As a channel therefore, we need to evolve. SEO is increasingly not just about delivering volume – whether that be rankings, traffic or conversions. Increasingly practitioners are becoming more versed on measuring the impact of their work beyond standard SEO metrics. Increasingly we hear about coverage (whether that be value or volume thereof), brand uplift (either on searches or brand tracking) – and this migration towards more traditional brand metrics should allow us to provide clear actionable insight on our campaigns.

SEO will continue to be an important part of the digital marketing mix for the foreseeable future – however we as advertisers need to continue to provide clear value for advertisers – and measure as much as we can – not just in isolation of SEO – but of it’s role in the wider marketing mix.
Peter Young
Pete Young, Head of Digital at MediaCom

SEO is still key to our digital marketing mix. We get a lot of leads from search engines and it remains a key part of our strategy. However, we don’t just rely on SEO; we nurture all our leads with content, invite them along to our events where we can connect with them personally and introduce them to the most influential people in our journalist community.
Jeremy Thompson
Jeremy Thompson, Managing Director EMEA at Cision

When we look at where SEO fits into the wider marketing mix we recognize that SEO is the basis that everything needs to be built upon. SEO is a hygiene factor that should be addressed at the very beginning of all campaign design. We can use the results here to drive different approaches within SEA where previously spend levels on core traffic drivers took a disproportionate level of spend. By migrating the core traffic keywords from SEA and focusing them on SEO it will allow for a wider overall capability for keyword experimentation.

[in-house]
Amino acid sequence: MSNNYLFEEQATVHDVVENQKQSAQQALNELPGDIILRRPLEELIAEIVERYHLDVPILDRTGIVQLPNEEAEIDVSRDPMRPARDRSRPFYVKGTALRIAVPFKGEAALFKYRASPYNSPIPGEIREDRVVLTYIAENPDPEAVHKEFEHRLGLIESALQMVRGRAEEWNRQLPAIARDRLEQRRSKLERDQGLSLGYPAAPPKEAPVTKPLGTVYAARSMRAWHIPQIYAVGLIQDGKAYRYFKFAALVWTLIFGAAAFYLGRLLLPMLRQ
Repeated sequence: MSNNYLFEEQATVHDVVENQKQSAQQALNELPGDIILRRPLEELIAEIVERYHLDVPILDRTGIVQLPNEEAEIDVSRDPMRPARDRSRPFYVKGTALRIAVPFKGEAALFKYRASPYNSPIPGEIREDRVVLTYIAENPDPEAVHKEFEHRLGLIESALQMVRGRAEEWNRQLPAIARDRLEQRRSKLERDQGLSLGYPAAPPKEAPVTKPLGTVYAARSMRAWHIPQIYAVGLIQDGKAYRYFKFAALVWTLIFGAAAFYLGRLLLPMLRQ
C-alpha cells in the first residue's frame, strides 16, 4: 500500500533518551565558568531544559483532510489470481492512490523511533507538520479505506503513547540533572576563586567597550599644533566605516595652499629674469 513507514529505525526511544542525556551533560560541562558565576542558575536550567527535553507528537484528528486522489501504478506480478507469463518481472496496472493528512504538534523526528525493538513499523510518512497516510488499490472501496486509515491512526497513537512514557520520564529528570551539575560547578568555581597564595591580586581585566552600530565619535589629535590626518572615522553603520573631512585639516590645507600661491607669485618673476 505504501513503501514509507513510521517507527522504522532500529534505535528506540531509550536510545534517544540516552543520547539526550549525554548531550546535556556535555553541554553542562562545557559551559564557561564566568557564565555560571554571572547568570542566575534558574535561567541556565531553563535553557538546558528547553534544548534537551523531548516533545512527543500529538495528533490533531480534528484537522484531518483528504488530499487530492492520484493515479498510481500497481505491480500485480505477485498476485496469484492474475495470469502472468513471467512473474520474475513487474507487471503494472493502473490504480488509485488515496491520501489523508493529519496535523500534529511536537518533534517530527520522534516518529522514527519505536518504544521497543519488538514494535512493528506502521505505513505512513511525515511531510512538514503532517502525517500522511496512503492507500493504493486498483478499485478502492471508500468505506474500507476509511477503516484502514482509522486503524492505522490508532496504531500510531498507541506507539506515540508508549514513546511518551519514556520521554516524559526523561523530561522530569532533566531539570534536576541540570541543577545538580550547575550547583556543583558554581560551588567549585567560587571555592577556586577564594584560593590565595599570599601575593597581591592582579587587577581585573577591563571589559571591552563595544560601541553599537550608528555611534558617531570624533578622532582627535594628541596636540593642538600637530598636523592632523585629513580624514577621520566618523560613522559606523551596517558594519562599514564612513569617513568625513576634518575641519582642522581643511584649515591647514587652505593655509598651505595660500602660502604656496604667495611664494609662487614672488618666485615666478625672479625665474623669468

Jeremy Curtin
Jeremy Curtin, Director of Digital Experience at Liberty Global (Previously at Telenet)

I don’t see it fitting anywhere.

Ok, you can put the pitchforks away, what I mean is that SEO as a stand-alone channel or something that fits in a box isn’t something that really exists any more. SEO touches everything from web development, to content, to PR, to PPC, to advertising, to events to … etc. Every single marketing activity you do can benefit from having some form of SEO element, even if it’s just considering what searches people may do after they receive it.

SEO doesn’t so much “fit” ( in so much as putting a square box in a square hole) instead it attaches itself to everything else, improving it and forcing marketing teams to think in new ways. That’s the real power of SEO for me.
Mike Essex
Mike Essex, Marketing & Communications Manager at Petrofac

One bitter pill that many SEO folks had to swallow was that SEO could no longer live in it’s own silo, for it to be successful it now needs to align with marketing plans but it also requires significantly more investment than a few years ago to be done well. It’s no longer good enough to just copy what worked in another market, clone and translate it, great SEO projects have to align with local marketing campaigns and objectives. A big part of SEO’s involvement in the digital marketing mix is how it can be leveraged to drive more organic downloads of your mobile app and increased visibility in the mobile app stores.
David Iwanow
David Iwanow, SEO Product Manager at eBay Classifieds

As you can see, there are a variety of perspectives about SEO for European and UK marketers specifically. The two main schools of thought seem to be:

  • SEO isn’t what it used to be but it’s still important as long as it is quality and customer focused
  • SEO is still important and even key to digital marketing success as part of an integrated marketing strategy

Whether you’re a marketer based in the UK, broader Europe or in the U.S., what’s your take on where SEO fits in the digital marketing mix?

To see U.S. marketing executives’ answers on this very question, be sure to check out this post: 12 Major Brands on Where SEO Fits in the Digital Marketing Mix for 2016


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Online Marketing Blog – TopRank®

The Basics Of Successful Development Process For Internet Marketers

Regardless of what product planning process you utilize, success depends on separating the good ideas from the bad in the development process. Products should not be developed in a vacuum. The main goal is to satisfy an intense need for people who feel that they just cannot do without your solution once they know about it. In order to make that job easier, you should start from the point of view of the consumer who needs the solution. Unfortunately, many marketers fail to do that. Here are six problems that many product developers face when coming up with ideas for their markets